Transformative technologies offer a path for net-zero agriculture in Bihar, says Cornell study

Transformative technologies offer a path for net-zero agriculture in Bihar, says Cornell study

The Tata-Cornell Institute for Agriculture and Nutrition (TCI) suggests that Bihar can achieve significant progress toward sustainable development by implementing three transformative agricultural technologies. According to a special policy brief from TCI, Bihar can lower greenhouse gas (GHG) emissions in rice and livestock production while maintaining or enhancing productivity. By doing so, Bihar can achieve net-zero agriculture.

The policy brief is part of TCI’s Zero-Hunger, Zero-Carbon Food Systems project, which aims to develop a roadmap for reducing agricultural emissions in Bihar without compromising productivity. Agriculture contributes 20 per cent of India’s GHG emissions, and the country faces high malnutrition rates, particularly in Bihar, where nearly half of children under five are stunted and underweight.

TCI’s research indicates that Bihar could cut emissions by 9.4-11.2 metric tonnes annually by adopting alternate wetting and drying for paddy cultivation, advanced artificial insemination for cattle breeding, and anti-methanogenic feed supplements for livestock.

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“As India confronts the twin challenges of reducing hunger and mitigating greenhouse gas emissions, there is a real danger that efforts to achieve one goal will undermine the other,” said TCI Director Prabhu Pingali. “Our research shows that alternate wetting and drying, advanced breeding techniques, and anti-methanogenic feeds can help Bihar lower its agricultural emissions without harming productivity.”

Globally, 50 per cent of emissions from croplands come from flooded paddy fields, which produce methane through organic material decomposition. India, producing 22 per cent of the world’s rice, is the leading emitter of rice-related methane. TCI’s research demonstrates that alternate wetting and drying, a controlled irrigation technology using less water than continuous flooding, could reduce emissions from paddy cultivation by 3.96 metric tonnes annually by 2050, with a 70 per cent adoption rate.

The policy brief details emission reductions for each of Bihar’s four agroclimatic zones, noting that the southwest and northwest zones have the highest mitigation potential for alternate wetting and drying.

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“Agricultural land in Bihar is quite diverse, necessitating interventions tailored to the context of different regions,” said Milorad Plavsic, TCI’s manager for strategic initiatives and project lead for Zero-Hunger, Zero-Carbon Food Systems. “By providing regional mitigation estimates, we can help policymakers direct resources to the areas where they can have the most impact.”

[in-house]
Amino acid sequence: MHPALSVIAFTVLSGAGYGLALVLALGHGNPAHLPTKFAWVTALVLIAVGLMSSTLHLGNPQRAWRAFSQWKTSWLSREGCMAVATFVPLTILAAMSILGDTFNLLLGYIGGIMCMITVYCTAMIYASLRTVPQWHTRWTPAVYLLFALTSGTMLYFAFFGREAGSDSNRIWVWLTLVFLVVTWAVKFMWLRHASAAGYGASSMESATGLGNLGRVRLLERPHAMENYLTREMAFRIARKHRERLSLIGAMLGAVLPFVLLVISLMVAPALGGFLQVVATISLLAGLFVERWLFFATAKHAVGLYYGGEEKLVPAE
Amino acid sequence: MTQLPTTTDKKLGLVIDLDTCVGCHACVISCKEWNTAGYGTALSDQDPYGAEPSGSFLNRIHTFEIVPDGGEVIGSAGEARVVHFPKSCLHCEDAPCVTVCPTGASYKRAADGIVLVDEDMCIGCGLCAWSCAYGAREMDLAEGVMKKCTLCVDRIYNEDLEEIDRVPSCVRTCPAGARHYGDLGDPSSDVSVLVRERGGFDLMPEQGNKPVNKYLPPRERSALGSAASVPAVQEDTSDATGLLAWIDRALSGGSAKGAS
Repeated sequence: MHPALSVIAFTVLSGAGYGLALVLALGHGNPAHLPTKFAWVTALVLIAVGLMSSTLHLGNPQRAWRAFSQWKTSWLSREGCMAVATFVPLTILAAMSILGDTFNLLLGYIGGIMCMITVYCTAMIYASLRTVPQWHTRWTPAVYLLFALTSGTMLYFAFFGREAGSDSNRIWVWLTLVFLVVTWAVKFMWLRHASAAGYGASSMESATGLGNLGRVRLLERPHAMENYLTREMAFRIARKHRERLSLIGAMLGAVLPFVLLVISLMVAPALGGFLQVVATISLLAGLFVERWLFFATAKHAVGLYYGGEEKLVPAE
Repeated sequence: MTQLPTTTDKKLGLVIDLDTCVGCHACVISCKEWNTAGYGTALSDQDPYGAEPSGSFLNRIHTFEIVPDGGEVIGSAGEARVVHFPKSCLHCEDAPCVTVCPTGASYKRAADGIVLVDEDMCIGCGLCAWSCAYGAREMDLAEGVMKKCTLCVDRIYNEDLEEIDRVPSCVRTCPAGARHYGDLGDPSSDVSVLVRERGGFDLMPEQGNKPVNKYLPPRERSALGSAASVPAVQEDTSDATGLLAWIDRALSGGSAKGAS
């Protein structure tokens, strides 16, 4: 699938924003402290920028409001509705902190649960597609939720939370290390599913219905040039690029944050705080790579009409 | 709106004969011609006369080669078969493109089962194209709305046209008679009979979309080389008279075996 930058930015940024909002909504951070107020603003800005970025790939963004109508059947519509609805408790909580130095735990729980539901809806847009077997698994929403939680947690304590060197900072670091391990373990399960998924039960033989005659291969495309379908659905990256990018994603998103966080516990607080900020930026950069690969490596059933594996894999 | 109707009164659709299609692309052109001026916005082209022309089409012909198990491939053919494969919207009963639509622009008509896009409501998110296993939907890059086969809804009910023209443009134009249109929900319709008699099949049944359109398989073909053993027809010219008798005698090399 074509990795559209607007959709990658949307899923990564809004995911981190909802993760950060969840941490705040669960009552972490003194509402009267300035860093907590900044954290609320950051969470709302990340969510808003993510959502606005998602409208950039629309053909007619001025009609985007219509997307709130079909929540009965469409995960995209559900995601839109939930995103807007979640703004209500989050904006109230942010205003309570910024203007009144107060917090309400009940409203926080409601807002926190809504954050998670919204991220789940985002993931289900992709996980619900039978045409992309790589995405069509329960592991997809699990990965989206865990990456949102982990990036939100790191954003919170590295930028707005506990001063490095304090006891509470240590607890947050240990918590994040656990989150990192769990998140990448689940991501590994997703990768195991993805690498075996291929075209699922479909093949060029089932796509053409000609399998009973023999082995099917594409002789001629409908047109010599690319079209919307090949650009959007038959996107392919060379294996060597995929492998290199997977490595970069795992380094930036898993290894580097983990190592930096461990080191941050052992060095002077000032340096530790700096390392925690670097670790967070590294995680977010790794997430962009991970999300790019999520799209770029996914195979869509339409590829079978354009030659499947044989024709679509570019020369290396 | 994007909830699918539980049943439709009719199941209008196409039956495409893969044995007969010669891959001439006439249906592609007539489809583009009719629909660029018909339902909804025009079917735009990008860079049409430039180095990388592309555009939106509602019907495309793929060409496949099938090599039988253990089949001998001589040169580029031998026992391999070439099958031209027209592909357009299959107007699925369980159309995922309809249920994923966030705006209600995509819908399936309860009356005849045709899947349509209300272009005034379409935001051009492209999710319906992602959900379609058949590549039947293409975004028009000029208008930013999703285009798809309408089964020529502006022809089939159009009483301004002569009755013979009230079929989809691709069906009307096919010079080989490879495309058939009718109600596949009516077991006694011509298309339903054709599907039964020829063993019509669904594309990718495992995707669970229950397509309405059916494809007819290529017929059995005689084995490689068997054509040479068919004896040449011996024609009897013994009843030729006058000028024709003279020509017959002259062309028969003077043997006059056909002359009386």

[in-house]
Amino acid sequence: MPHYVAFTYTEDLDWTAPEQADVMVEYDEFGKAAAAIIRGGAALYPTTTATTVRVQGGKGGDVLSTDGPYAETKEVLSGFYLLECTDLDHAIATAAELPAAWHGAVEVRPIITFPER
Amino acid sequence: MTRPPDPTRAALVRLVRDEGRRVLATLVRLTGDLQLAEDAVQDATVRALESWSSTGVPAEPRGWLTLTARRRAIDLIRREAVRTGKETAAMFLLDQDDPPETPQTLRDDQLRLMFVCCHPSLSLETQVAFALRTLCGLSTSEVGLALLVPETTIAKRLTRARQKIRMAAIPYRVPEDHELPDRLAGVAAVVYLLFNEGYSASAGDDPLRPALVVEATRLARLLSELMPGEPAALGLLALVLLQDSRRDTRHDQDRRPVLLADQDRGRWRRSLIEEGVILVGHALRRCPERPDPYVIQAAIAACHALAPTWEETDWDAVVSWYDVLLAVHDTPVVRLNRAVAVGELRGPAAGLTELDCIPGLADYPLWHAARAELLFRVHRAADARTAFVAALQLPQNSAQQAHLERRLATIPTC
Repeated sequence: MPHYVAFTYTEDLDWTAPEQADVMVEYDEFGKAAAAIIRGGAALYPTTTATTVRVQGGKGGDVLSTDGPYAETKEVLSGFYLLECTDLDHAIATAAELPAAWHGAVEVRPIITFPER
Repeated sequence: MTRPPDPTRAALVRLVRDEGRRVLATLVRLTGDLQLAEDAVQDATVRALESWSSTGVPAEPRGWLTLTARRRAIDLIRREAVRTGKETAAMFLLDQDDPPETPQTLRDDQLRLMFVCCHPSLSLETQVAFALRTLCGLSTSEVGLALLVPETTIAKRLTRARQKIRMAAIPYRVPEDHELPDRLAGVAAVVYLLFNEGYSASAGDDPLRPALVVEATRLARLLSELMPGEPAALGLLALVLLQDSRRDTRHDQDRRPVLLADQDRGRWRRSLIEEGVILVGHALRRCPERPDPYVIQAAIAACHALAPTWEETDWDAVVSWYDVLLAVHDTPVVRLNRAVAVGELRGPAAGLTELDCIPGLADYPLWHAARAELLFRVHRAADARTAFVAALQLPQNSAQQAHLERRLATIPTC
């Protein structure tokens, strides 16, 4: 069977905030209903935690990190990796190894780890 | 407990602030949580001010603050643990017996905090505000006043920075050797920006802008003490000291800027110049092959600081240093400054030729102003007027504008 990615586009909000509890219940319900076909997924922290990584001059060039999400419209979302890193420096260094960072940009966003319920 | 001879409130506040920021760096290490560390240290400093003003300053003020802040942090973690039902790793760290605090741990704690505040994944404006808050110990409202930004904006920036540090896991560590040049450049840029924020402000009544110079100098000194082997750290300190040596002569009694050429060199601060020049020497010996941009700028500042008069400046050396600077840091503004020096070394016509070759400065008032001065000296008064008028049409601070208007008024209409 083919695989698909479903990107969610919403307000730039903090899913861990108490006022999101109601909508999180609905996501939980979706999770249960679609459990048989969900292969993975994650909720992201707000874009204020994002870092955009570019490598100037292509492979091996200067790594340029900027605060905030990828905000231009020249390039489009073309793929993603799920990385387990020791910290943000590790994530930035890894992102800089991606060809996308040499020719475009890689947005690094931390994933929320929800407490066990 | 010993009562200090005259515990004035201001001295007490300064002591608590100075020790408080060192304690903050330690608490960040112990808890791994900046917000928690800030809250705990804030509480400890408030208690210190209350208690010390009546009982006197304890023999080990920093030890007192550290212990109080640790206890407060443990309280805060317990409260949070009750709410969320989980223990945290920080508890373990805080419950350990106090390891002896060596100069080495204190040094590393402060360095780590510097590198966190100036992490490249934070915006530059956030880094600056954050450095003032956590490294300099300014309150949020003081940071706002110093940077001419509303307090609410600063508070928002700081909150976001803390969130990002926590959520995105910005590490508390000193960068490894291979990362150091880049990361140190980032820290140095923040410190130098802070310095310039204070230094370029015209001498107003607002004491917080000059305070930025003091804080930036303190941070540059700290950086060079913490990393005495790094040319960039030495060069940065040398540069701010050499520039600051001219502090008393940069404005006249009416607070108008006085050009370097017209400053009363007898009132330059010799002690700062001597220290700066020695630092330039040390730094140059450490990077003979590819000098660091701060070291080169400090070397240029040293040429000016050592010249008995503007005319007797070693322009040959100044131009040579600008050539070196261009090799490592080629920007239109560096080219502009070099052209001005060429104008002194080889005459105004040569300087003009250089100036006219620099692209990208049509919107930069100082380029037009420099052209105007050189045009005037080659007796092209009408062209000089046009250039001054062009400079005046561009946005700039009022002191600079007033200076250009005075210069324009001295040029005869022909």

TCI’s research also shows significant emission reductions are possible in Bihar’s livestock sector. By 2050, the state’s cattle population is projected to reach 46 million, with emissions projected to reach 52-61 metric tonnes. Advanced artificial insemination and anti-methanogenic feed supplements can cut those emissions by 5.4-7.2 metric tonnes annually and can help the state achieve net-zero agriculture.

Advanced artificial insemination using sex-sorted semen can improve productivity while maintaining smaller herd sizes, reducing overall emissions. TCI research indicates that improved productivity among dairy cows could generate INR 207.5 million in additional income by 2050. Anti-methanogenic feed supplements, like Harit Dhara, commercialised in the early 2020s, reduce methane production during cow digestion.

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TCI calculated these projections in collaboration with the International Crops Research Institute for the Semi-Arid Tropics (ICRISAT) using the CGIAR Research Program on Climate Change, Agriculture, and Food Security’s Mitigation Options Tool for Agriculture. TCI researchers also conducted workshops and field visits in Bihar to identify suitable mitigation options.

In the next phase of the Zero-Hunger, Zero-Carbon Food Systems project, TCI is working with partners in Bihar to assess the viability of several interventions and generate evidence to support scaling them up through existing state programmes. Researchers are focusing on reducing cattle herd size and emissions using sex-sorted semen and anti-methanogenic feed supplements; achieving optimal water and nutrient usage in rice production through integrated management practices, including alternate wetting and drying; and using agrivoltaics to produce both solar power and food on the same farmland.

“With the effects of climate change being felt more and more each passing year, India must address the issue with the same urgency with which it is addressing hunger among undernourished populations,” Pingali said. Speaking on achieving net-zero agriculture in the state, Pingali added, “By focusing on the viability of existing technology, we hope to give policymakers in Bihar and across India the evidence they need to implement effective solutions now.”

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